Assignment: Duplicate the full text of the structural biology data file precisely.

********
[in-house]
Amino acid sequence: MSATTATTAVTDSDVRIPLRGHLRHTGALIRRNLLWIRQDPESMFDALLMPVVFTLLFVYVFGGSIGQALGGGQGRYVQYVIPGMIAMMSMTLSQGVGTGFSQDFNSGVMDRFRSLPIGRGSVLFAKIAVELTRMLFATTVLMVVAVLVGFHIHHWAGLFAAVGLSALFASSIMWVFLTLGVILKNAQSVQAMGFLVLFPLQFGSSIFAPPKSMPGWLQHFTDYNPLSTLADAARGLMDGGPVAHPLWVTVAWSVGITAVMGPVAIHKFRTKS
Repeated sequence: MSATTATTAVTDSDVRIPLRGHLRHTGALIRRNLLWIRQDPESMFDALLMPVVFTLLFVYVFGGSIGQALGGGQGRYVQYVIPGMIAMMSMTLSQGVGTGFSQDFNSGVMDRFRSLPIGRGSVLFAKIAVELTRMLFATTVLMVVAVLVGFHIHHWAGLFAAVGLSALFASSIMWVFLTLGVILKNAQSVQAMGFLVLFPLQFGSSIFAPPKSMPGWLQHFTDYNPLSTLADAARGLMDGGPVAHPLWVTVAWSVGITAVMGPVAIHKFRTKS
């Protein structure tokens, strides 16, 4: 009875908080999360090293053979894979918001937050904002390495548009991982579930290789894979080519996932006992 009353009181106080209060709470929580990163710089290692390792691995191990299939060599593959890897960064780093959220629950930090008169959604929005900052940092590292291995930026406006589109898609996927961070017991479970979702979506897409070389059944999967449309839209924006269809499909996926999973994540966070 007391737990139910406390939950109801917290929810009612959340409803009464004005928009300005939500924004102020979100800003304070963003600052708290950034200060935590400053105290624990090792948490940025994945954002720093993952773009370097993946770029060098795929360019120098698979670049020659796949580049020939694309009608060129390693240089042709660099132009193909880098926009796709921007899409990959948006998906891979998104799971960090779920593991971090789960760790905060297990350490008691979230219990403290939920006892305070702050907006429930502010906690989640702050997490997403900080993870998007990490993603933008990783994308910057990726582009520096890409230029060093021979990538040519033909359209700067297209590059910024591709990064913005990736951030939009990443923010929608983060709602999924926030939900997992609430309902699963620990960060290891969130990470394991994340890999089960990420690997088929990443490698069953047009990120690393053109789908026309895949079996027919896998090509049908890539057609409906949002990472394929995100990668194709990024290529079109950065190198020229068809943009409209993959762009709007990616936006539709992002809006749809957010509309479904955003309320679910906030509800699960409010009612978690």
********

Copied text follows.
[in-house]
Amino acid sequence: MSATTATTAVTDSDVRIPLRGHLRHTGALIRRNLLWIRQDPESMFDALLMPVVFTLLFVYVFGGSIGQALGGGQGRYVQYVIPGMIAMMSMTLSQGVGTGFSQDFNSGVMDRFRSLPIGRGSVLFAKIAVELTRMLFATTVLMVVAVLVGFHIHHWAGLFAAVGLSALFASSIMWVFLTLGVILKNAQSVQAMGFLVLFPLQFGSSIFAPPKSMPGWLQHFTDYNPLSTLADAARGLMDGGPVAHPLWVTVAWSVGITAVMGPVAIHKFRTKS
Repeated sequence: MSATTATTAVTDSDVRIPLRGHLRHTGALIRRNLLWIRQDPESMFDALLMPVVFTLLFVYVFGGSIGQALGGGQGRYVQYVIPGMIAMMSMTLSQGVGTGFSQDFNSGVMDRFRSLPIGRGSVLFAKIAVELTRMLFATTVLMVVAVLVGFHIHHWAGLFAAVGLSALFASSIMWVFLTLGVILKNAQSVQAMGFLVLFPLQFGSSIFAPPKSMPGWLQHFTDYNPLSTLADAARGLMDGGPVAHPLWVTVAWSVGITAVMGPVAIHKFRTKS
């Protein structure tokens, strides 16, 4: 009875908080999360090293053979894979918001937050904002390495548009991982579930290789894979080519996932006992 009353009181106080209060709470929580990163710089290692390792691995191990299939060599593959890897960064780093959220629950930090008169959604929005900052940092590292291995930026406006589109898609996927961070017991479970979702979506897409070389059944999967449309839209924006269809499909996926999973994540966070 007391737990139910406390939950109801917290929810009612959340409803009464004005928009300005939500924004102020979100800003304070963003600052708290950034200060935590400053105290624990090792948490940025994945954002720093993952773009370097993946770029060098795929360019120098698979670049020659796949580049020939694309009608060129390693240089042709660099132009193909880098926009796709921007899409990959948006998906891979998104799971960090779920593991971090789960760790905060297990350490008691979230219990403290939920006892305070702050907006429930502010906690989640702050997490997403900080993870998007990490993603933008990783994308910057990726582009520096890409230029060093021979990538040519033909359209700067297209590059910024591709990064913005990736951030939009990443923010929608983060709602999924926030939900997992609430309902699963620990960060290891969130990470394991994340890999089960990420690997088929990443490698069953047009990120690393053109789908026309895949079996027919896998090509049908890539057609409906949002990472394929995100990668194709990024290529079109950065190198020229068809943009409209993959762009709007990616936006539709992002809006749809957010509309479904955003309320679910906030509800699960409010009612978690």